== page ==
Requirements/Options for marriage of Catholic and unbaptized agnosticgreenspun.com : LUSENET : Catholic : One Thread
I am an agnostic (raised vaguely Jewish and Presbyterian) who is planning to marry a Catholic. Since I am not religious, I don't need anything more than a civil ceremony for myself, but for my fiance I want to have a marriage that will be recognized and approved by the Church. I have attended mass with him several times and found the services educational and enjoyable. Though it may be a possibility in the future, I do not plan to convert now. As an agnostic, I do not fully believe in God or the rest of the Church's teachings, and I think it would be disrespectful to pretend to do so. I am open to a wedding in a Church, with a priest, especially since I have no religion of my own I would wish to hold the service in. I am also willing to raise our children Catholic and to learn about the religion with the possibility of someday converting. I am wondering what kind of ceremony is held in these circumstances and if the marriage would be considered fully valid by the Church. Although I want the wedding to be recognized by the Catholic Church, I also want to avoid offending guests and family members who are non-Catholic, non-Christian, or non-religious. Is it possible to choose Scripture readings that are more along a general moral line than a specifically religious one, and likewise for the sermon? Is it required or allowed to include a Mass in this kind of wedding? I also would like to know if it is possible to include some traditions (but not neccessarily the religious aspects) from my family's Jewish background. Although my family is not very religous, I think they would be upset if I seemed to abandon all aspects of my background. Also, what kind of pre-wedding classes/counseling do I/we need to undergo, and what do I need to agree to (in regards to children, contraception, etc)? Thank you very much for your advice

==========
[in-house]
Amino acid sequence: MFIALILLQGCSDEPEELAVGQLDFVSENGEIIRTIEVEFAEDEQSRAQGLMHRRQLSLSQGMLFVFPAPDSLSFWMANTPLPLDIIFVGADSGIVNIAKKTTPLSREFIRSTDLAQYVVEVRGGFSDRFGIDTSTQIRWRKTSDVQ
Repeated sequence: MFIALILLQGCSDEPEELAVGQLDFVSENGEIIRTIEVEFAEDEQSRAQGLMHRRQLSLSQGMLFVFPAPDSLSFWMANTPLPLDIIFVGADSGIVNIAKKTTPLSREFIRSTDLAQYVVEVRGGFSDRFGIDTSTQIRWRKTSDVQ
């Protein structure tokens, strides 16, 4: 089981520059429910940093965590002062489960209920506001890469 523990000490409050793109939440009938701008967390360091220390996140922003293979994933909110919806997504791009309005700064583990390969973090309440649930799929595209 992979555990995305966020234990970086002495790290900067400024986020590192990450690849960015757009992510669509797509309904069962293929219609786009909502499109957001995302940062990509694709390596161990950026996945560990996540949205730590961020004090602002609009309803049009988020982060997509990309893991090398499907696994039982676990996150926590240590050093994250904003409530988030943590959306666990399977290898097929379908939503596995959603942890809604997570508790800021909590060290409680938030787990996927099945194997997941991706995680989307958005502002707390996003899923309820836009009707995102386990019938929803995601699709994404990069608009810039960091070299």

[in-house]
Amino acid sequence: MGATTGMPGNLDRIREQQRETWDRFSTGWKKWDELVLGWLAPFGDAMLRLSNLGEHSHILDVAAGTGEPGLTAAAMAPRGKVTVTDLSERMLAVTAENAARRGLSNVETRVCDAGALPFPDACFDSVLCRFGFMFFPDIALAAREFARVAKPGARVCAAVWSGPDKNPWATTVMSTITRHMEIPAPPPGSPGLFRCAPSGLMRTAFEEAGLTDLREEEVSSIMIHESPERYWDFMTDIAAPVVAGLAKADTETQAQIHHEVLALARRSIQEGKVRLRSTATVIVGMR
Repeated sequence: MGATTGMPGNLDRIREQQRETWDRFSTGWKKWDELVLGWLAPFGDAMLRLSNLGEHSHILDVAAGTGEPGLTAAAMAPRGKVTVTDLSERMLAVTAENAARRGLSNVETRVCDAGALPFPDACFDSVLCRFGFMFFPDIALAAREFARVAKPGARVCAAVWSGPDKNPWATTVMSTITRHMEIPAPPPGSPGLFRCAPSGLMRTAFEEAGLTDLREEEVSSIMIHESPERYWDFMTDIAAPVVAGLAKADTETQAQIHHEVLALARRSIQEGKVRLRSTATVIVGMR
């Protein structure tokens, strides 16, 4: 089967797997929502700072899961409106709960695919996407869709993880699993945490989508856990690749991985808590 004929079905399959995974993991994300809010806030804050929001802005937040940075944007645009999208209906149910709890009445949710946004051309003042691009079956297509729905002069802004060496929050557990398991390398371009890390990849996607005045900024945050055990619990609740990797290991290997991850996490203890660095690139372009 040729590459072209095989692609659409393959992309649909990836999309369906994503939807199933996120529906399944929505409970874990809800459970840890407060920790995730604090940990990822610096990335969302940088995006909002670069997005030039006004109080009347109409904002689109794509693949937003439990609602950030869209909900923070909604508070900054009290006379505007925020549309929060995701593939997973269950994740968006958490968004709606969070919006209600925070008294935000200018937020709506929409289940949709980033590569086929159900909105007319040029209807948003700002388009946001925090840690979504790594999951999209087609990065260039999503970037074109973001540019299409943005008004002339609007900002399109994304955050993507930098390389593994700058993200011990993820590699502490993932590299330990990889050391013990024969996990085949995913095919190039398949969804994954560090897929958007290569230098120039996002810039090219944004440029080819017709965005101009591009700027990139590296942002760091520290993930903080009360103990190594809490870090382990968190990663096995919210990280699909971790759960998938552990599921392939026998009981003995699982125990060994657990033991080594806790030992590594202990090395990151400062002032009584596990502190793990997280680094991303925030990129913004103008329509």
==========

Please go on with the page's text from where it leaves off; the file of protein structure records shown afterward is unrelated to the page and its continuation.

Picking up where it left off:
-- Emily Cohen (email@example.com), July 10, 2003
-- (_@_._), July 11, 2003.
You seem like such a nice person. It was a pleasure to read your message. I will pray for you to follow the path that God has prepared for you, both in your marriage and in your spiritual life. (He really does exist!)
To be honest with you, Emily, every single item you asked about is the kind of thing that your fiance's Catholic pastor would have expertise at answering during your first meeting with him. I can give you some tentative and incomplete answers, but you should get more firm and complete answers from the priest.
Your marriage, which (depending on circumstances) could take place in a rite within, or outside of, a Mass, would be presumed to be valid by the Church. I don't know if you were ever baptized in a Presbyterian ceremony, so I can't say whether or not yours would be a sacramental rite and marriage.
Please don't worry too much about offending guests. If they are non-Catholic and come to a Catholic church, they will be expecting to hear something with which they may disagree. I think that they can tolerate it. The priest will show the two of you a series of authorized scriptural readings from which you can make choices. The chances are that you will be able to find, among them, readings that are meaningful to you and pleasing to the congregation.
The priest is likely to preach a homily -- speaking about the readings and how they relate to the marital state on which you are embarking. You can present your concerns to him. I don't know how he will react.
It may not be possible to incorporate "traditions ... from [your] family's Jewish background", though these may be very good to observer at a gathering outside the church (reception or other). A well-trained priest will make the right decision about this. Idea ... If you have a relative or close friend who is a Jewish rabbi, ask the priest if he may be permitted to offer a "reflection" at some point in the ceremony.
Pre-marriage preparation (meetings or classes) vary from place to place, so the priest will have to let you know what the local Catholic bishop requires.
You will be informed about what must be true for a valid marriage to begin on your wedding day -- e.g., permanence, faithfulness, fruitfulness, etc. -- but I do not believe that you must make an promises other than your vows/consent during the ceremony. During the time of your preparation, though, your fiance will have to promise (1) not to abandon his Catholicism and (2) to do all in his power to raise your children as Catholics.
God bless you.
-- J. F. Gecik (firstname.lastname@example.org), July 11, 2003.